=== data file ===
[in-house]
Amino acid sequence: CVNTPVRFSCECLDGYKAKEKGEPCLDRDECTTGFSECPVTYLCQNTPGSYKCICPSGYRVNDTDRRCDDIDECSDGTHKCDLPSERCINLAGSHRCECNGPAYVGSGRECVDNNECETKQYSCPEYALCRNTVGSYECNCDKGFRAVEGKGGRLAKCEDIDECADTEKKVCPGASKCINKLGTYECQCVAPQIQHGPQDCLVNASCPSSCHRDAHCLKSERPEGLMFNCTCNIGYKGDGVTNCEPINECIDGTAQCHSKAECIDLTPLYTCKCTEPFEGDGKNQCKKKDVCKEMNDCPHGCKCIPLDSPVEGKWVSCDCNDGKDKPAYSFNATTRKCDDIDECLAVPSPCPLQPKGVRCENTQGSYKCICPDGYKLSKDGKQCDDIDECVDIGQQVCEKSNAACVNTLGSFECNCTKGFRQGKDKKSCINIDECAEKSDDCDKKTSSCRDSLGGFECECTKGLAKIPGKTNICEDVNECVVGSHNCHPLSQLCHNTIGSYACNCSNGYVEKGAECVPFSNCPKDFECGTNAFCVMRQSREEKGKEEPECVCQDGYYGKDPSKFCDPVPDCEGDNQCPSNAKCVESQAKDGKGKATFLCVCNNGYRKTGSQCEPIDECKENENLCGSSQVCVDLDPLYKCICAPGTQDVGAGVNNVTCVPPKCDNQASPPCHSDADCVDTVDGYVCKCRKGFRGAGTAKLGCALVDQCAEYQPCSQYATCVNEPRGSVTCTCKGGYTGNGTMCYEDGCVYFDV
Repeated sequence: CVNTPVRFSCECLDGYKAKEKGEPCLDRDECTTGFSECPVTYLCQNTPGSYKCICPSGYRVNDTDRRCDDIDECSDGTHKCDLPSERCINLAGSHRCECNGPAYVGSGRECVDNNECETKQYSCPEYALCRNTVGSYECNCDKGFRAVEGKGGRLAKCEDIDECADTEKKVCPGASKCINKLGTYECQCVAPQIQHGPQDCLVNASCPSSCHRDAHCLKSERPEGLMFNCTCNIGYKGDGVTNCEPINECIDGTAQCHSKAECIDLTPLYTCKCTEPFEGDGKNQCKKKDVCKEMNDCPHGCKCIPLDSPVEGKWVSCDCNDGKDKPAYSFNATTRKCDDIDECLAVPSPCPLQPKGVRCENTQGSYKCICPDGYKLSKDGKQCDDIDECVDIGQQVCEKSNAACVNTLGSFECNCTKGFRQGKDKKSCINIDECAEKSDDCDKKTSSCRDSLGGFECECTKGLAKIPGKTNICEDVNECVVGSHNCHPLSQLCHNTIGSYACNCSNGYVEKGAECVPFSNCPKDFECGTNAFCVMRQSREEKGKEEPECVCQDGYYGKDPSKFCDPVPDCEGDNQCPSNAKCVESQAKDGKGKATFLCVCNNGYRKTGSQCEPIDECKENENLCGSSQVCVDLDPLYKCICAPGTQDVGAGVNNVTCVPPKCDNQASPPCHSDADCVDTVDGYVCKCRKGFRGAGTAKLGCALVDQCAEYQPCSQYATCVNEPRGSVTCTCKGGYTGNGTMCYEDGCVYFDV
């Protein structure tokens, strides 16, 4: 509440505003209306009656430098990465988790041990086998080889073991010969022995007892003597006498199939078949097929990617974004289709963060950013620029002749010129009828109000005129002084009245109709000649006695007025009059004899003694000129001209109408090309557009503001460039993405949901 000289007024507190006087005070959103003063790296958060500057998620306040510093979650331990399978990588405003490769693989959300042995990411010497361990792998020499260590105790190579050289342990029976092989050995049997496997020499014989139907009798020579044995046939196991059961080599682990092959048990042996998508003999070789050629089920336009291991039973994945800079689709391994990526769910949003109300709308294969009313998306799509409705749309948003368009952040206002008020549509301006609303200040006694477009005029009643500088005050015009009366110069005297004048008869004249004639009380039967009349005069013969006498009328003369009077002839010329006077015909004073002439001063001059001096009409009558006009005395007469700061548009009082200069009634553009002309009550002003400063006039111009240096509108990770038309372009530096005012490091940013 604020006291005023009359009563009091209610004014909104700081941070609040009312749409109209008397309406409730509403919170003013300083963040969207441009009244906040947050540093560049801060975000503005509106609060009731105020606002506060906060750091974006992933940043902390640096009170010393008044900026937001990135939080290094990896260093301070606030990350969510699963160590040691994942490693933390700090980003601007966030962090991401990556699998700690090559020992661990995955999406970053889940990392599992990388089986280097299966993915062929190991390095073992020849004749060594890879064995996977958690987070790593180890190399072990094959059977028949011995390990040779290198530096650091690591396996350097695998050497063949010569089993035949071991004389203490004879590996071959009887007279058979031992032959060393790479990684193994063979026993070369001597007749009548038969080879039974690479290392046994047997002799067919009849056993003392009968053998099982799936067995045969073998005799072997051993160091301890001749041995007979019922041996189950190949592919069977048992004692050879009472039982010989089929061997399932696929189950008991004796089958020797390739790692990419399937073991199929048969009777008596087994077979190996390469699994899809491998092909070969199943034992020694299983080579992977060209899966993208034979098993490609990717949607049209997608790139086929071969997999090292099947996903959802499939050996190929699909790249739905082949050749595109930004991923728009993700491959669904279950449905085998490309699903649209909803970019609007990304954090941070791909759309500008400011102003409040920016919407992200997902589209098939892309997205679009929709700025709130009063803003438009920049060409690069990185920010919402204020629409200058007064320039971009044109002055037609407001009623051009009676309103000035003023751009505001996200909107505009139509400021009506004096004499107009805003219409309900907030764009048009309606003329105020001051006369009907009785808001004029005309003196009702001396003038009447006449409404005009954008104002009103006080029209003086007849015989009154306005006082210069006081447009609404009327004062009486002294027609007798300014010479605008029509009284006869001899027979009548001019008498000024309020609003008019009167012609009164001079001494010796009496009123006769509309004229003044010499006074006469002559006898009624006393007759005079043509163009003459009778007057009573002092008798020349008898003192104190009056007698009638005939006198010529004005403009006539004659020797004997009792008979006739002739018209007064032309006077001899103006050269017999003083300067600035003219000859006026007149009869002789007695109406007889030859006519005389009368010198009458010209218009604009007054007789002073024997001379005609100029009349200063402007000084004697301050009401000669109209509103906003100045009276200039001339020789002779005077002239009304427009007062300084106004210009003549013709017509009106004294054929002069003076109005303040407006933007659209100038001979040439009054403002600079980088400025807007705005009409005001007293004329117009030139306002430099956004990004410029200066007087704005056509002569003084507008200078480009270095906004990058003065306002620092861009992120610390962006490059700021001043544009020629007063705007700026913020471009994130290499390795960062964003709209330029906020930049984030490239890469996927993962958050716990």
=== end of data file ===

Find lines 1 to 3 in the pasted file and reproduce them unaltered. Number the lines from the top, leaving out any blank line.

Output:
[in-house]
Amino acid sequence: CVNTPVRFSCECLDGYKAKEKGEPCLDRDECTTGFSECPVTYLCQNTPGSYKCICPSGYRVNDTDRRCDDIDECSDGTHKCDLPSERCINLAGSHRCECNGPAYVGSGRECVDNNECETKQYSCPEYALCRNTVGSYECNCDKGFRAVEGKGGRLAKCEDIDECADTEKKVCPGASKCINKLGTYECQCVAPQIQHGPQDCLVNASCPSSCHRDAHCLKSERPEGLMFNCTCNIGYKGDGVTNCEPINECIDGTAQCHSKAECIDLTPLYTCKCTEPFEGDGKNQCKKKDVCKEMNDCPHGCKCIPLDSPVEGKWVSCDCNDGKDKPAYSFNATTRKCDDIDECLAVPSPCPLQPKGVRCENTQGSYKCICPDGYKLSKDGKQCDDIDECVDIGQQVCEKSNAACVNTLGSFECNCTKGFRQGKDKKSCINIDECAEKSDDCDKKTSSCRDSLGGFECECTKGLAKIPGKTNICEDVNECVVGSHNCHPLSQLCHNTIGSYACNCSNGYVEKGAECVPFSNCPKDFECGTNAFCVMRQSREEKGKEEPECVCQDGYYGKDPSKFCDPVPDCEGDNQCPSNAKCVESQAKDGKGKATFLCVCNNGYRKTGSQCEPIDECKENENLCGSSQVCVDLDPLYKCICAPGTQDVGAGVNNVTCVPPKCDNQASPPCHSDADCVDTVDGYVCKCRKGFRGAGTAKLGCALVDQCAEYQPCSQYATCVNEPRGSVTCTCKGGYTGNGTMCYEDGCVYFDV
Repeated sequence: CVNTPVRFSCECLDGYKAKEKGEPCLDRDECTTGFSECPVTYLCQNTPGSYKCICPSGYRVNDTDRRCDDIDECSDGTHKCDLPSERCINLAGSHRCECNGPAYVGSGRECVDNNECETKQYSCPEYALCRNTVGSYECNCDKGFRAVEGKGGRLAKCEDIDECADTEKKVCPGASKCINKLGTYECQCVAPQIQHGPQDCLVNASCPSSCHRDAHCLKSERPEGLMFNCTCNIGYKGDGVTNCEPINECIDGTAQCHSKAECIDLTPLYTCKCTEPFEGDGKNQCKKKDVCKEMNDCPHGCKCIPLDSPVEGKWVSCDCNDGKDKPAYSFNATTRKCDDIDECLAVPSPCPLQPKGVRCENTQGSYKCICPDGYKLSKDGKQCDDIDECVDIGQQVCEKSNAACVNTLGSFECNCTKGFRQGKDKKSCINIDECAEKSDDCDKKTSSCRDSLGGFECECTKGLAKIPGKTNICEDVNECVVGSHNCHPLSQLCHNTIGSYACNCSNGYVEKGAECVPFSNCPKDFECGTNAFCVMRQSREEKGKEEPECVCQDGYYGKDPSKFCDPVPDCEGDNQCPSNAKCVESQAKDGKGKATFLCVCNNGYRKTGSQCEPIDECKENENLCGSSQVCVDLDPLYKCICAPGTQDVGAGVNNVTCVPPKCDNQASPPCHSDADCVDTVDGYVCKCRKGFRGAGTAKLGCALVDQCAEYQPCSQYATCVNEPRGSVTCTCKGGYTGNGTMCYEDGCVYFDV